A remarkable piece of amber dated to 99 million years ago has left scientists stunned after an astonishingly well-preserved baby bird was discovered inside.
The fossilized hatchling, which would have lived in the time of the dinosaurs, was revealed in the journal Gondwana Research on Tuesday where’s it’s celebrated as the “most complete bird” specimen found in amber to date.
“Seeing something this complete is amazing. It’s just stunning,” the study’s co-author Ryan McKellar, of Canada’s Royal Saskatchewan Museum, told New Scientist.
The type of bird encased in the amber, which was found in Myanmar, belonged to a group of toothed birds called Enantiornithes, according to the report in Gondwana Research.
In addition to teeth, the bird had claws on its wings. The bones in its ankles were also different for normal birds, McKellar told Gizmodo.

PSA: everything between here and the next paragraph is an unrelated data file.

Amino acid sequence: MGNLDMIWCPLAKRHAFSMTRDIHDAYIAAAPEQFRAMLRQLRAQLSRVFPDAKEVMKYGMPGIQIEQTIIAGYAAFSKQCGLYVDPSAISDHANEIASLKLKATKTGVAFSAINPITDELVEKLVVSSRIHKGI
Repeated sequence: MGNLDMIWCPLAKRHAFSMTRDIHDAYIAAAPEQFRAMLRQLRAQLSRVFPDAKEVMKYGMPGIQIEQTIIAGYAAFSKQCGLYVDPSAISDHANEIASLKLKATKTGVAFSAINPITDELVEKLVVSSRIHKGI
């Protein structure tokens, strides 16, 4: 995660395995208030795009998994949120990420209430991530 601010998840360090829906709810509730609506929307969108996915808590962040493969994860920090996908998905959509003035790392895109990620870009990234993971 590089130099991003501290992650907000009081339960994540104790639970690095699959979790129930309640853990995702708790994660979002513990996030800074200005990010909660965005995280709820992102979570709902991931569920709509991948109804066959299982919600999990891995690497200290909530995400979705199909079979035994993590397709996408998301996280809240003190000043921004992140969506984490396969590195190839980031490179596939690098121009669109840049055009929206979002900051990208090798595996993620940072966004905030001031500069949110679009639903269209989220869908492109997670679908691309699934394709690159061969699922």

Though images of the amber almost clearly show a full bird with its small claws and wings spread, it took years before the full magnitude of its contents were discovered.
Guang Chen, the director of the Hupoge Amber Museum in Tengchong City, China, purchased the amber in 2014, National Geographic reported.
Lida Xing, of the China University of Geosciences in Beijing, said Chen later presented her with the sample for review. When she first saw it, she thought it only contained some feet and feathers. Then they put it through CT imaging.
“It was a big, big, big surprise after that,” she told National Geographic.
“The surprise continued when we started examining the distribution of feathers and realized that there were translucent sheets of skin that connected many of the body regions appearing in the CT scan data,” added McKellar.
The fossil is currently on display in the Hupoge Amber Museum. It will travel to the Shanghai Museum of Natural History this summer.
Check out the photos below.